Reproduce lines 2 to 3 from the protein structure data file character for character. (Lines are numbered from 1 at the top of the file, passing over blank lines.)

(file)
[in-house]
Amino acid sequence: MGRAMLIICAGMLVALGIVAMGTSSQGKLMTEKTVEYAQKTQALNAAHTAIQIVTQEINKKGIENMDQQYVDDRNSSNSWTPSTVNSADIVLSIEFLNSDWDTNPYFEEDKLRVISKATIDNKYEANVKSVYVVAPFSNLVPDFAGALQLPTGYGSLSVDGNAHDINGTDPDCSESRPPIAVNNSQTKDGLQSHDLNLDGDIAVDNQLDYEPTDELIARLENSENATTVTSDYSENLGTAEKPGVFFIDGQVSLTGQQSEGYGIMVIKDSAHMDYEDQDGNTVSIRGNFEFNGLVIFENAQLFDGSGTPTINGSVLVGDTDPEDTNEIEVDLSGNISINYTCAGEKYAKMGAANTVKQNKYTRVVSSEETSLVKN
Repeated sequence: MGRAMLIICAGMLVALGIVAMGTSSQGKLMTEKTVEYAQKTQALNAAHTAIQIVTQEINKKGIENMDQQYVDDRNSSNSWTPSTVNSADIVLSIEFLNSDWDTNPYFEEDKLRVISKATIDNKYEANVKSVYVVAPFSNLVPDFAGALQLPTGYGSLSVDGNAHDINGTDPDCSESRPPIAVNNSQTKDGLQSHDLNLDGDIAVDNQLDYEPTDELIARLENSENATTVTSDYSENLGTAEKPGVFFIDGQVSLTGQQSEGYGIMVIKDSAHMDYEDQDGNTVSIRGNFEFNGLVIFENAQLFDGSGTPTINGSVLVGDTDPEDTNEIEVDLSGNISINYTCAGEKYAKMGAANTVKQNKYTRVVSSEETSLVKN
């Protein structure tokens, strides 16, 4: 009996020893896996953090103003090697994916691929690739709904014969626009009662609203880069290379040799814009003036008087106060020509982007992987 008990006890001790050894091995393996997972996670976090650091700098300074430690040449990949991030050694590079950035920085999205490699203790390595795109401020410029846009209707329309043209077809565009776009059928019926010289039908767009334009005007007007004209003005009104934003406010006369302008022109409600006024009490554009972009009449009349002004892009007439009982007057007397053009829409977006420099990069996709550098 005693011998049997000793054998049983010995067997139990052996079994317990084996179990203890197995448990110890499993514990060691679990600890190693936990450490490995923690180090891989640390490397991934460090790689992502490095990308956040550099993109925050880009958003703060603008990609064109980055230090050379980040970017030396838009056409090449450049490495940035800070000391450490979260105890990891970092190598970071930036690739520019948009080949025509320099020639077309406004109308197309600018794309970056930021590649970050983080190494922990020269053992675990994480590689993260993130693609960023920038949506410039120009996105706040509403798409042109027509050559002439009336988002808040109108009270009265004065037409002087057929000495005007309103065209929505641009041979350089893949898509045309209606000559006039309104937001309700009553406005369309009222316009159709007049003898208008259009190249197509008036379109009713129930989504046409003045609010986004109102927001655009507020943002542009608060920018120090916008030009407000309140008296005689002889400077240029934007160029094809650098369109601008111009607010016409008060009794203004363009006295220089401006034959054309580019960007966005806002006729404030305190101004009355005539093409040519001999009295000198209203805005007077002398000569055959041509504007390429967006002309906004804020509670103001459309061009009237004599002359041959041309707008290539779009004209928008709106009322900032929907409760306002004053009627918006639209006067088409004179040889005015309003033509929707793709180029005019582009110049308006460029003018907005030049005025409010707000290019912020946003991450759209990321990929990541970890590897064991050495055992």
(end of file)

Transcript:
Amino acid sequence: MGRAMLIICAGMLVALGIVAMGTSSQGKLMTEKTVEYAQKTQALNAAHTAIQIVTQEINKKGIENMDQQYVDDRNSSNSWTPSTVNSADIVLSIEFLNSDWDTNPYFEEDKLRVISKATIDNKYEANVKSVYVVAPFSNLVPDFAGALQLPTGYGSLSVDGNAHDINGTDPDCSESRPPIAVNNSQTKDGLQSHDLNLDGDIAVDNQLDYEPTDELIARLENSENATTVTSDYSENLGTAEKPGVFFIDGQVSLTGQQSEGYGIMVIKDSAHMDYEDQDGNTVSIRGNFEFNGLVIFENAQLFDGSGTPTINGSVLVGDTDPEDTNEIEVDLSGNISINYTCAGEKYAKMGAANTVKQNKYTRVVSSEETSLVKN
Repeated sequence: MGRAMLIICAGMLVALGIVAMGTSSQGKLMTEKTVEYAQKTQALNAAHTAIQIVTQEINKKGIENMDQQYVDDRNSSNSWTPSTVNSADIVLSIEFLNSDWDTNPYFEEDKLRVISKATIDNKYEANVKSVYVVAPFSNLVPDFAGALQLPTGYGSLSVDGNAHDINGTDPDCSESRPPIAVNNSQTKDGLQSHDLNLDGDIAVDNQLDYEPTDELIARLENSENATTVTSDYSENLGTAEKPGVFFIDGQVSLTGQQSEGYGIMVIKDSAHMDYEDQDGNTVSIRGNFEFNGLVIFENAQLFDGSGTPTINGSVLVGDTDPEDTNEIEVDLSGNISINYTCAGEKYAKMGAANTVKQNKYTRVVSSEETSLVKN